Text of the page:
MOST people would know me as a mild-mannered soul. I would like to think I never lose my temper when things get tricky and that my calm exterior promotes serenity all around me.
Ok, that might not be strictly true.
And I certainly wasn't feeling particularly cool when it came to trying to fit a pair of new windscreen wipers to Basil in the steaming temperatures of Saturdy afternoon.
Now, a visit to Halford's for me is about as common as a solar eclipse, but I had got to the stage where the stringy, rubbery bit on the underside of my wipers was flapping about like a wet fish on a harbour dock. It was actually spreading rain and gunk over the windscreen to such an extent that I would have done better to stick my head out of the side window to see where I was actually going.
Anyway, having got to motorist heaven I found it quite easy to pick up the wipers I needed thanks to looking at the necessary charts under the shelf. Then I went to the counter to purchase them. "Would you like us to fit them for you, sir," the girl behind the till enquired.
Feeling particularly macho and not wanting to look like a right wus, I declined. I remember having watched my mate Gareth changing some once in two seconds flat, and he has an IQ of minus 10.
So out I strolled to the car park in confident mood. Well, no, not really. Instead I turned to my loyal sidekick Wren and said: "You know something about cars. Your dad likes them. I think you should fix them on."
Hmmm. Looking at the back of the box, the instructions were absolutely nonsensical. We were on our own. I started pulling and poking to get the old windscreen wipers off, but I could see the look of fear in Wren's eyes. "Here let me do it - you might break them," she said.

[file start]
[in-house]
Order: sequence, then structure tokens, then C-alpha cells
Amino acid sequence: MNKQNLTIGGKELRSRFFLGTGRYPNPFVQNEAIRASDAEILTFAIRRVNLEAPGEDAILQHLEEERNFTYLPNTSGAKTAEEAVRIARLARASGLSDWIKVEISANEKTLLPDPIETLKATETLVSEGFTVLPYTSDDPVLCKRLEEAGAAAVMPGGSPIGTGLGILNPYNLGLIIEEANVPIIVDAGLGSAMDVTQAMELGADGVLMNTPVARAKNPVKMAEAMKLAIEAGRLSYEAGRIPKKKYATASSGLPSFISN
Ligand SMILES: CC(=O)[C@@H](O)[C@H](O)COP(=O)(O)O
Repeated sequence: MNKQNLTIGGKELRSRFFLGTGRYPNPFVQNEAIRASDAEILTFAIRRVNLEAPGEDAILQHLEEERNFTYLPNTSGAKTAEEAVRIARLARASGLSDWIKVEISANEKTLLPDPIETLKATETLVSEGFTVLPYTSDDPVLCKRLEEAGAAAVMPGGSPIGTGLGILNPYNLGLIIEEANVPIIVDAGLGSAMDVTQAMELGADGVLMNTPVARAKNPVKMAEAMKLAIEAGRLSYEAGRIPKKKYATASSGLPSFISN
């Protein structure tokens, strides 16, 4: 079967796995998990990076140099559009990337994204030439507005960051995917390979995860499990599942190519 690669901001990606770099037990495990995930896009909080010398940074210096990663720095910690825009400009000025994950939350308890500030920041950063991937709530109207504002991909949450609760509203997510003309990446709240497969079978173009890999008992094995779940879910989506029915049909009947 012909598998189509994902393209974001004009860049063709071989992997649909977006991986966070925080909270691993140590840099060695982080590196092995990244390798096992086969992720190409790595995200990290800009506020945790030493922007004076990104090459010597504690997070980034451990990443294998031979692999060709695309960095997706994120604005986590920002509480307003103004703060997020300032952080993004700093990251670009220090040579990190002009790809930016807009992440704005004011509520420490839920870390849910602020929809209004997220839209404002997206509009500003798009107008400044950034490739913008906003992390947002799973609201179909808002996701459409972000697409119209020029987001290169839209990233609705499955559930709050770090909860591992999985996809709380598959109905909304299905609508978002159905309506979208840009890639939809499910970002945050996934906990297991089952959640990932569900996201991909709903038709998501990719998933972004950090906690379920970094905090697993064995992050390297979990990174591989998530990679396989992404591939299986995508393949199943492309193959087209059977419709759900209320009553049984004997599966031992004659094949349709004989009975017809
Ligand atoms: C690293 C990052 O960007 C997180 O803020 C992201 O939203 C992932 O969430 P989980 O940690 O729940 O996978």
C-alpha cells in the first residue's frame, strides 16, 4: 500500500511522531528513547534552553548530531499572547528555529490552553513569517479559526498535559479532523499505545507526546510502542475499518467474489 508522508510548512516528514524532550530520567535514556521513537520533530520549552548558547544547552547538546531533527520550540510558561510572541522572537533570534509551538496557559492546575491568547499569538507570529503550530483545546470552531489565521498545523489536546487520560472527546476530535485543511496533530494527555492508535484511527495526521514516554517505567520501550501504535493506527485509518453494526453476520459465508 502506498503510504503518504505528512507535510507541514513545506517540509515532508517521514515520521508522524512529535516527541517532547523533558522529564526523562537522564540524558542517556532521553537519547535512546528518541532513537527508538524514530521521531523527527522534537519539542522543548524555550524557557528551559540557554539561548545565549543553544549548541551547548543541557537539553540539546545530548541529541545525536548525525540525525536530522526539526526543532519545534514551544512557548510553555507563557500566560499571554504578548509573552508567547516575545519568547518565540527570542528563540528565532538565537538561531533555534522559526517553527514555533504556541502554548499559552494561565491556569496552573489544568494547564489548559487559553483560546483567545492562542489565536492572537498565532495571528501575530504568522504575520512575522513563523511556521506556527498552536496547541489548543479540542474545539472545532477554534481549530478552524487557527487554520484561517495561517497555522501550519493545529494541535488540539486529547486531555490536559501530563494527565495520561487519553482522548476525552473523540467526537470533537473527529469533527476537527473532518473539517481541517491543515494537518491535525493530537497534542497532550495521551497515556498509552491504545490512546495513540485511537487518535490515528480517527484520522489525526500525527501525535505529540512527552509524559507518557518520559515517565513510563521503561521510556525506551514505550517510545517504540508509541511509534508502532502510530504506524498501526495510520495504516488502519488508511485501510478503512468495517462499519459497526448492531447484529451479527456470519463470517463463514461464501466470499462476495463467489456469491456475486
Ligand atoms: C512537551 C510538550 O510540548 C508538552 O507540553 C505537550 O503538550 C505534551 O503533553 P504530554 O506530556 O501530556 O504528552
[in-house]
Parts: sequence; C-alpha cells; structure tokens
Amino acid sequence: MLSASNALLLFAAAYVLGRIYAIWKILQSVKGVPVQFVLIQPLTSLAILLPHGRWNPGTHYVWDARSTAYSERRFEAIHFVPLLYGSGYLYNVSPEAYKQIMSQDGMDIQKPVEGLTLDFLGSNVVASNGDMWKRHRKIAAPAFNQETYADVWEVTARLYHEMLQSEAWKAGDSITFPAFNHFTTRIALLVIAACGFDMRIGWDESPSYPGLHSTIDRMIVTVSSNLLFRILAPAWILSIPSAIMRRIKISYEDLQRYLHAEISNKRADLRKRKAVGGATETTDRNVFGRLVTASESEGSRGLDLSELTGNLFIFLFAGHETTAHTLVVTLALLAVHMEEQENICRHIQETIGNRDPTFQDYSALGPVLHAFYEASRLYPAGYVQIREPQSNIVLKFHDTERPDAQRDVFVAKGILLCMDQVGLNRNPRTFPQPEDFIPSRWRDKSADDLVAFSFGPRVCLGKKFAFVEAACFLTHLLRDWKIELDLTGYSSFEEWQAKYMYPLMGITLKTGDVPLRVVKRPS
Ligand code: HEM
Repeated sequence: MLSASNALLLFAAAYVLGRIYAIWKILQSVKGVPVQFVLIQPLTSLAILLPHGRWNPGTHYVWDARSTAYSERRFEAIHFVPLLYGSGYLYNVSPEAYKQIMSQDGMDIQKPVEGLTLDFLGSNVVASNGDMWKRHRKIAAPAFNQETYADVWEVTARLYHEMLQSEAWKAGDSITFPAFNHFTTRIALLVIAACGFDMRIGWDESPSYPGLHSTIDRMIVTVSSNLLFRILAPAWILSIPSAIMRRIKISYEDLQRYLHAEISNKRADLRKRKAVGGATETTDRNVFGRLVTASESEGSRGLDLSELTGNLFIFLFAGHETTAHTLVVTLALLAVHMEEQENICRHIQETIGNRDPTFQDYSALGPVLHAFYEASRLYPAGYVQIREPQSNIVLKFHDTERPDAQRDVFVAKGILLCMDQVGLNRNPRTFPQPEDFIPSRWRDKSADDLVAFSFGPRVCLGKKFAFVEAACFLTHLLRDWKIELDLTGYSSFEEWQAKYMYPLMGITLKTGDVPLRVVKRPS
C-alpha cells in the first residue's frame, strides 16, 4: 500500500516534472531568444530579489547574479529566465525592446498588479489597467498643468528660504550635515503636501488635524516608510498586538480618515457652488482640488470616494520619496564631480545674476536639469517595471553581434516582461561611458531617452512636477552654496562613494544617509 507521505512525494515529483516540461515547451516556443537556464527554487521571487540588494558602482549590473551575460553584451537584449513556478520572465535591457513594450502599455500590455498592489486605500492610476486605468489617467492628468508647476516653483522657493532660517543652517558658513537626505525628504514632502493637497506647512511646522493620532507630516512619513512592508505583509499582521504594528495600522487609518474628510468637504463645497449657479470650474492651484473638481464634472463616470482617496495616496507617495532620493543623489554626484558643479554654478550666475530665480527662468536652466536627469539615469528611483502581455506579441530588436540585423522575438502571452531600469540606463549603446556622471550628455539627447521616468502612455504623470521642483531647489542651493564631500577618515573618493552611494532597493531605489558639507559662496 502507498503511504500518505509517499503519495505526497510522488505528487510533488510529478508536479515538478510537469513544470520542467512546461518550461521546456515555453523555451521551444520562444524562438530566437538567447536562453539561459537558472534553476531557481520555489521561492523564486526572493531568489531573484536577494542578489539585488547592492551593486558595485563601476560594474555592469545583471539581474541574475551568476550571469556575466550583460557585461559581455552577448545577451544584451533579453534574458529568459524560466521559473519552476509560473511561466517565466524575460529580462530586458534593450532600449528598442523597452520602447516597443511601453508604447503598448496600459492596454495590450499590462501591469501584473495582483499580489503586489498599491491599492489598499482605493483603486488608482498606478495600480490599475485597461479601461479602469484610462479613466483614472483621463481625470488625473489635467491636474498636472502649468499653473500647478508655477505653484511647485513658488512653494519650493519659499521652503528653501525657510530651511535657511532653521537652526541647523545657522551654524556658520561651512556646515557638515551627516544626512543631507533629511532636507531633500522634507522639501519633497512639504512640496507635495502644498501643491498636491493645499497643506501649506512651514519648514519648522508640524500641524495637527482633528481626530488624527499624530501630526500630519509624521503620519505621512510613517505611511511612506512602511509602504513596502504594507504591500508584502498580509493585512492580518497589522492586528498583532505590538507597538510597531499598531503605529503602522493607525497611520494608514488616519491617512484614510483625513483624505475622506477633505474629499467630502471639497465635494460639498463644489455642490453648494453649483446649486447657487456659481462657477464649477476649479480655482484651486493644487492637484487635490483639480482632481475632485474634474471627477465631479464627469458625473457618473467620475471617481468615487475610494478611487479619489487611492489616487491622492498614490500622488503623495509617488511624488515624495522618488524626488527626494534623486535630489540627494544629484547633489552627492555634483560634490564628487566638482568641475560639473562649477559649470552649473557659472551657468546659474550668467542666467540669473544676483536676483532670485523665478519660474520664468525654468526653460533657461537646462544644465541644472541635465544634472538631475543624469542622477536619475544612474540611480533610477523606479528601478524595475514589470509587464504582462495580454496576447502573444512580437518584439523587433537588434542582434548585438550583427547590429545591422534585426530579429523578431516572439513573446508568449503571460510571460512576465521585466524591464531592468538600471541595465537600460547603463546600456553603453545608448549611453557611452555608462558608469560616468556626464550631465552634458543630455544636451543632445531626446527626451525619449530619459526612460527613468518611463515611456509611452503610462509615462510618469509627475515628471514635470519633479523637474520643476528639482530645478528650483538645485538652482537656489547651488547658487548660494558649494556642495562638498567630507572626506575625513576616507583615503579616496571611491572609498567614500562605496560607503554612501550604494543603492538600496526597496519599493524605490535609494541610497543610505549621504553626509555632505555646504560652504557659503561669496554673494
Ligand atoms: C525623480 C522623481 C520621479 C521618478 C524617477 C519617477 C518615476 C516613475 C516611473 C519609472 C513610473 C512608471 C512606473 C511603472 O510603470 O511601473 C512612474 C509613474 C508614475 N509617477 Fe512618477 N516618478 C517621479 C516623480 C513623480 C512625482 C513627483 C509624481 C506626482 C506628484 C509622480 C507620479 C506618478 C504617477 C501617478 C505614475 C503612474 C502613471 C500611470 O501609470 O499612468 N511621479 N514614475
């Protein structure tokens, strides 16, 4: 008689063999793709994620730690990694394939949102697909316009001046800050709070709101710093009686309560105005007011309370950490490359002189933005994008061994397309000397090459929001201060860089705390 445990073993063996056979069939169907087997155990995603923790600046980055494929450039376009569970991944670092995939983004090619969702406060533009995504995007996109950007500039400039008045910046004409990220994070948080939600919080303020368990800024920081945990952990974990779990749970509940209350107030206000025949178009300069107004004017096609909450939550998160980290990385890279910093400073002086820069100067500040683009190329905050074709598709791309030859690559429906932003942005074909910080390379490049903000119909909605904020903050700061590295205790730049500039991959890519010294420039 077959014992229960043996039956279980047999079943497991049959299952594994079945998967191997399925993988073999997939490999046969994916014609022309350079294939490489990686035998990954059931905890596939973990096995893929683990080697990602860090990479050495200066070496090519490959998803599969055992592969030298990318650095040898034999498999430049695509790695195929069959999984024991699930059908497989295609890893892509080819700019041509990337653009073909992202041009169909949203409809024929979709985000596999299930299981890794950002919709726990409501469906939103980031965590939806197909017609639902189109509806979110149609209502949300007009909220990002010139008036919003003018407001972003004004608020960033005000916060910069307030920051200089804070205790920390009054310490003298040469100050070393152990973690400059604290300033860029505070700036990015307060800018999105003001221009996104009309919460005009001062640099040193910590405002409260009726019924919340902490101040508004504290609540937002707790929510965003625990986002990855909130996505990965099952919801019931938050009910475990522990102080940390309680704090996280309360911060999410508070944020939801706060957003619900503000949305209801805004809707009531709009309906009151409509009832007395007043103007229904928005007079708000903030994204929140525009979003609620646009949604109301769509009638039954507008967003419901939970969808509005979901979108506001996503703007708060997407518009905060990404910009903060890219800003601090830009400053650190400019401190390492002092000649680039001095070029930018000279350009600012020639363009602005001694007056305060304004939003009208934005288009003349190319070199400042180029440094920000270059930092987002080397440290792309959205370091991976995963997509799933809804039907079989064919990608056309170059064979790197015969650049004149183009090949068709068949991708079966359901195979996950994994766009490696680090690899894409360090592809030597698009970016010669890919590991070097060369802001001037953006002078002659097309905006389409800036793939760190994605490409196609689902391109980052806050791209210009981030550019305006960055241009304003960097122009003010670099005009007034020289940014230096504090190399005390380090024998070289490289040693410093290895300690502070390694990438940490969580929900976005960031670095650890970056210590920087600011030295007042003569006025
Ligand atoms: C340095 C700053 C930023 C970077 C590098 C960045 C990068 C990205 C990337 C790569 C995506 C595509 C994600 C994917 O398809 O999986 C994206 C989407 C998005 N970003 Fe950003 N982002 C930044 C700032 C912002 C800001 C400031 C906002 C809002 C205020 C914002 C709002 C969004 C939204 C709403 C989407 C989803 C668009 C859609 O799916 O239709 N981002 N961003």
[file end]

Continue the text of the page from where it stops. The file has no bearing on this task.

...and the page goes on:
Pah, fooey. Bit of brute force always works - and I'm the bloke in this relationship, I thought grumpily.
As we stood out in the baking sun wrestling with the wipers cars kept coming and going, meaning we had to move to let them park up. A succession of mechanic-type blokes gave us curious glances as we fought the mother of all battles to get the bloody things off. Eventually there was a snap. "Think I've broken this one," I said. Wren looked at me coldly.
But, no, it was ok. It was only the bit of the wiper that needed to come off anyway.
Then it came to fitting the new ones. I struggled a bit before Wren elbowed me aside. She then studied the implement carefully and started messing around with a little clip, confidently lining it up with the bit still attached to the car. She pushed it on, but it wouldn't go any further. I muscled in. "It probably needs some force," I said, that being my answer to everything.
I push, tugged and prodded and gritted my teeth in furious reaction. How can such a poxy little thing be so hard to fit.
"Perhaps we should go back and asked them to fit it," ventured Wren bravely.
My blood-red face told her differently, as did the steam coming out of my ears. There was no way that I was going to look an even bigger numpty by admitting defeat. To be honest, what I really wanted to do was enter into the noble art of Fuckuso in which you swing a pair of windscreen wipers around your head like numchucks and throw them at the nearest smug-looking bloke in a grease-stained blue overall you can find.
Instead I pushed harder on the wiper and... click.
Ha, no you're wrong - I didn't break it! It actually fitted in.
Then I looked at Wren. "I think we've done it," I exclaimed. Oh joy.
But how did we figure it out? Neither of us really knew and we had one more to do.
Soon afterwards it appeared that Wren had broken the passenger's side wiper. A clip came lose and I couldn't see how it was possibly going to work now. I was all ready to storm back into Halfords and buy a replacement.
"No, it's fine," she assured me. "It will all clip together once it's fitted on."
I believed her. I believed her so strongly that I then had a silent strop, walked around the other side of the car and rolled a cigarette. Very helpful. Spirit of teamwork and all that.
And Wren battled on gamely - 15 minutes later it was job done. My contribution = a bit of brute force and a cantankerous strop. Wren had done the rest... and it had only taken around 40 minutes, time which would have been so much more enjoyably spent on the beach.
Do I know from this experience how to fit new wipers in future? Absolutely not.
Followed that with a trip to a chip shop that Paps recommended. We spoke to Pete the Greek and I ordered two cod and chips, mine with curry sauce, Wren's with mushy peas. We then went home and ate them in the paper. A lovely treat.